I was sent an advanced, uncorrected copy of this book by HMH Kids after winning a giveaway on their Instagram. This in no way affects my opinion. Grammatical errors will not be taken into account. Quotes may be inaccurate if compared to the published edition.
After being slightly let down by Unspoken, I went into Tell The Wind and Fire a bit hesitantly. I shouldn’t have had any doubts. It was a wonderfully written, magical story, and I really enjoyed it. 😀
This book is a loose spin-off of A Tale of Two Cities by Charles Dickens. I know nothing about that, so I went into this one blindly. Due to that, I can’t compare the two, but I can say that this was an amazing book. The writing was wonderful and clearly conveyed the magic intertwined in the pages. There were two parallel New York Cities, one Light and one Dark, and both delved into a world of superiority and doppelgängers. It was gripping from cover to cover, and a story I would’ve stayed up into the night to finish if I could have. 😀
There. That’s it. That’s everything I knew, back then. That is the world we lived in, with bright cities and dark twins.
That brings us up to that moment on the train, with the boy I loved and the stranger who saved him.
Now you know everything, except the story of what happened next to all of us: Ethan of the Light City, Carwyn of the Dark, and me, who was born with a foot in each.
This is the tale of who I was able to save.
The three main characters were each very different, but they had a strong connection and were all very lovable.
Lucie was a fierce girl with a long-lasting internal battle. She was torn between her love for one boy, her fear of losing him, and her dislike and sympathy for his double. She definitely didn’t have it easy at any point in this book: she was always pushing her way through either a physical or emotional struggle, and I felt bad for her. Her past was rough, and that reflected on her choices throughout the book. Her character was full of common traits that were all spun to be unique and make her stand out. I loved that from the very beginning, and it never faltered. 😀
Ethan was a naïve, loving boy that wanted to fix the division of the Light and Dark cities but tried to go about it in the wrong ways. He remained that way for much of the story, but in the last quarter I realized he was likely the one that developed the most. He was shy, but spoke up on occasion and was really much braver than he initially seemed. His actions in the end proved that. But he was also desperately trying to protect Lucie from what he did, and in a way that wasn’t irritating or overused. He was genuine and I really liked that about him. 😀
Carwyn was a despised, neglected boy — a life shoved on him just because of his role as Ethan’s doppelgänger. He started off as a carefree, rebellious bad boy, but matured nearly as much as Ethan as he got to know Lucie. By the end, he had realized who he really was and made a stand to help Lucie, even though no one would ever notice. It might sound cliché, but it wasn’t. He was a great character from the beginning, and he grew on me in the same way as Warner from Shatter Me did. He was much more than he seemed, and I think that made him my favorite. 😀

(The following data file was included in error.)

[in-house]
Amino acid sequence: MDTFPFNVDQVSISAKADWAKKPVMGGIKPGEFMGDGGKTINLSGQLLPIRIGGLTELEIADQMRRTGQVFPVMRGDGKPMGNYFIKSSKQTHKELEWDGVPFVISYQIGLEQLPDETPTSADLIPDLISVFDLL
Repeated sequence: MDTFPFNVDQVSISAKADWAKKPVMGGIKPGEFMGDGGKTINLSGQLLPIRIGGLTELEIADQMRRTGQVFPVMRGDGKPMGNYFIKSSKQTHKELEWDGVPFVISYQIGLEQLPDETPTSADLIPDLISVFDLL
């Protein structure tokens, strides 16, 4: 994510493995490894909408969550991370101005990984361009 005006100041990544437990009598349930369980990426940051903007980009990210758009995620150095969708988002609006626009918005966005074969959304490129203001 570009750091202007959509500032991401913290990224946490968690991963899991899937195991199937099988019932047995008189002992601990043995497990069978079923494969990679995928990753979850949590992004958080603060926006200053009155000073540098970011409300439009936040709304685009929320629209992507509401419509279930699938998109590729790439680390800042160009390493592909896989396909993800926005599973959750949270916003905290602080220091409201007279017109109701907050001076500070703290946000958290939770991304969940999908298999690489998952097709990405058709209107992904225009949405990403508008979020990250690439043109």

In this book, New York City was duplicated. One city was Light, full of Light magicians, sunlight, bright colors, and power. The other city was Dark, full of Dark magicians, dreariness, hunger, and sickness. The descriptions were brilliant, and I could clearly imagine the contrast between the cities and their citizens and the rift between them. I thought that a setting like this would be confusing and difficult to picture, but I was wrong. Not only was this the exact opposite of what I’d imagined, but it was also a setting I really enjoyed exploring and learning about through Lucie. 😀
I thought Lucie and Ethan’s romance was sweet, but also that it wasn’t focused on enough for me to be able to say much more than that. I know their feelings for each other were genuine and that many of their individual actions were to protect or benefit the other, but that’s it. I enjoyed what was given, but I wish there was more. I also would’ve liked to see them together at least once after that final scene, when they could be properly reunited, but I’m okay with what I got. 😉
I also liked Lucie and Carwyn’s relationship. At first they didn’t like each other, but they eventually became casual friends, though Lucie refused to admit it until nearly the end. They sort of had a romance, but it wasn’t real like Lucie and Ethan’s, and I have to say that I liked them as friends much more. They seemed to fit in that way friends do, and complement each other. 🙂
There were a fair amount of twists in this book that mostly went the way I didn’t expect, but I did predict what I assume was one of the biggest ones a couple of chapters before it happened. A snippet of dialogue got me thinking, and then I formed a theory, and then I was right. While it did eliminate the shock factor, it didn’t prevent the last few pages from breaking my heart.
I didn’t cry though. It was really sad, but I have to admit that it was also sort of fitting. I wish it had been happier, but I wouldn’t have changed it because the alternative was worse. 😉
Tell The Wind and Fire was a magical story with wonderful writing, and I really enjoyed it. If I hadn’t guessed that final plot twist, it would easily have gotten a full five stars. 😀
my rating: 4¾ out of 5 stars
Have you read this book? Is it on your TBR? If you have read it, what did you think? I’d love to know! 🙂
I’ll be spending the rest of my Sunday reading, but I’m not sure what I’ll start next. 😉
Until next time…